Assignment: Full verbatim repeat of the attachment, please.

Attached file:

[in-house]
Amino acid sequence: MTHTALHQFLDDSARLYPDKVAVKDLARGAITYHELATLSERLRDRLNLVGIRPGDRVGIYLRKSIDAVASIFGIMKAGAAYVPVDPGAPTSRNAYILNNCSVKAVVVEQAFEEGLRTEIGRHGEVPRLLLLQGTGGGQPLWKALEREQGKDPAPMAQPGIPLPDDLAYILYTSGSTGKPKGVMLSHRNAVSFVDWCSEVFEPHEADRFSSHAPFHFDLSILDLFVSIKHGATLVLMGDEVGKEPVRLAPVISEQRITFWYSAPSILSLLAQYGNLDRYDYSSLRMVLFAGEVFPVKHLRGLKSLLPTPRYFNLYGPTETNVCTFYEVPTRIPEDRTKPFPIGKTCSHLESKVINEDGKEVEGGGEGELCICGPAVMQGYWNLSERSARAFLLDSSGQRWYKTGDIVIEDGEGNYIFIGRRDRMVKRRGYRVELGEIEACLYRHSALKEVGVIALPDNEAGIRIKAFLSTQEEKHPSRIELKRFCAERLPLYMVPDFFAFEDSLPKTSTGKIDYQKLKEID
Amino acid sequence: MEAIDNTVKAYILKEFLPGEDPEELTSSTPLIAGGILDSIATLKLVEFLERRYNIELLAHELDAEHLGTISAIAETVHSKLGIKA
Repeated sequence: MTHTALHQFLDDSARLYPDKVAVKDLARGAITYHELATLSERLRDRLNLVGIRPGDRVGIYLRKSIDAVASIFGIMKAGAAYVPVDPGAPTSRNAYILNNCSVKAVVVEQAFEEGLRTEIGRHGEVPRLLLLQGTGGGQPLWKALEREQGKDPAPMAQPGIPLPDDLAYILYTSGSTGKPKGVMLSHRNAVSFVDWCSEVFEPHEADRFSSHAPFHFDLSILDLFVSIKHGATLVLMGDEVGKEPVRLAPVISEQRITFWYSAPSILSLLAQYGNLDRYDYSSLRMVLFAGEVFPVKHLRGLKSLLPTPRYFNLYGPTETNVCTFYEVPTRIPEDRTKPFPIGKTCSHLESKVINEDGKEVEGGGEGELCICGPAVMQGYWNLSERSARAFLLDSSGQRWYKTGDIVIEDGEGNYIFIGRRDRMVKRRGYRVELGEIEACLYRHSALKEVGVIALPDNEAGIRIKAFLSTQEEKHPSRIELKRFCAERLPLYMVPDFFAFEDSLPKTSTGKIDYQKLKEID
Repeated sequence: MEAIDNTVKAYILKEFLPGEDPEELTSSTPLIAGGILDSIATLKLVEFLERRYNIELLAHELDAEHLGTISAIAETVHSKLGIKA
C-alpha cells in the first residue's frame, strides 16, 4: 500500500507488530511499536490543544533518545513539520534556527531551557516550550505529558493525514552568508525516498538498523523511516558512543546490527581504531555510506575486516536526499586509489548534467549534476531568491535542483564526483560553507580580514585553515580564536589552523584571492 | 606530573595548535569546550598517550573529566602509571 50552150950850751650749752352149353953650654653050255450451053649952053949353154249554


[in-house]
Amino acid sequence: MTHTALHQFLDDSARLYPDKVAVKDLARGAITYHELATLSERLRDRLNLVGIRPGDRVGIYLRKSIDAVASIFGIMKAGAAYVPVDPGAPTSRNAYILNNCSVKAVVVEQAFEEGLRTEIGRHGEVPRLLLLQGTGGGQPLWKALEREQGKDPAPMAQPGIPLPDDLAYILYTSGSTGKPKGVMLSHRNAVSFVDWCSEVFEPHEADRFSSHAPFHFDLSILDLFVSIKHGATLVLMGDEVGKEPVRLAPVISEQRITFWYSAPSILSLLAQYGNLDRYDYSSLRMVLFAGEVFPVKHLRGLKSLLPTPRYFNLYGPTETNVCTFYEVPTRIPEDRTKPFPIGKTCSHLESKVINEDGKEVEGGGEGELCICGPAVMQGYWNLSERSARAFLLDSSGQRWYKTGDIVIEDGEGNYIFIGRRDRMVKRRGYRVELGEIEACLYRHSALKEVGVIALPDNEAGIRIKAFLSTQEEKHPSRIELKRFCAERLPLYMVPDFFAFEDSLPKTSTGKIDYQKLKEID
Amino acid sequence: MEAIDNTVKAYILKEFLPGEDPEELTSSTPLIAGGILDSIATLKLVEFLERRYNIELLAHELDAEHLGTISAIAETVHSKLGIKA
Repeated sequence: MTHTALHQFLDDSARLYPDKVAVKDLARGAITYHELATLSERLRDRLNLVGIRPGDRVGIYLRKSIDAVASIFGIMKAGAAYVPVDPGAPTSRNAYILNNCSVKAVVVEQAFEEGLRTEIGRHGEVPRLLLLQGTGGGQPLWKALEREQGKDPAPMAQPGIPLPDDLAYILYTSGSTGKPKGVMLSHRNAVSFVDWCSEVFEPHEADRFSSHAPFHFDLSILDLFVSIKHGATLVLMGDEVGKEPVRLAPVISEQRITFWYSAPSILSLLAQYGNLDRYDYSSLRMVLFAGEVFPVKHLRGLKSLLPTPRYFNLYGPTETNVCTFYEVPTRIPEDRTKPFPIGKTCSHLESKVINEDGKEVEGGGEGELCICGPAVMQGYWNLSERSARAFLLDSSGQRWYKTGDIVIEDGEGNYIFIGRRDRMVKRRGYRVELGEIEACLYRHSALKEVGVIALPDNEAGIRIKAFLSTQEEKHPSRIELKRFCAERLPLYMVPDFFAFEDSLPKTSTGKIDYQKLKEID
Repeated sequence: MEAIDNTVKAYILKEFLPGEDPEELTSSTPLIAGGILDSIATLKLVEFLERRYNIELLAHELDAEHLGTISAIAETVHSKLGIKA
C-alpha cells in the first residue's frame, strides 16, 4: 500500500507488530511499536490543544533518545513539520534556527531551557516550550505529558493525514552568508525516498538498523523511516558512543546490527581504531555510506575486516536526499586509489548534467549534476531568491535542483564526483560553507580580514585553515580564536589552523584571492 | 606530573595548535569546550598517550573529566602509571 50552150950850751650749752352149353953650654653050255450451053649952053949353154249554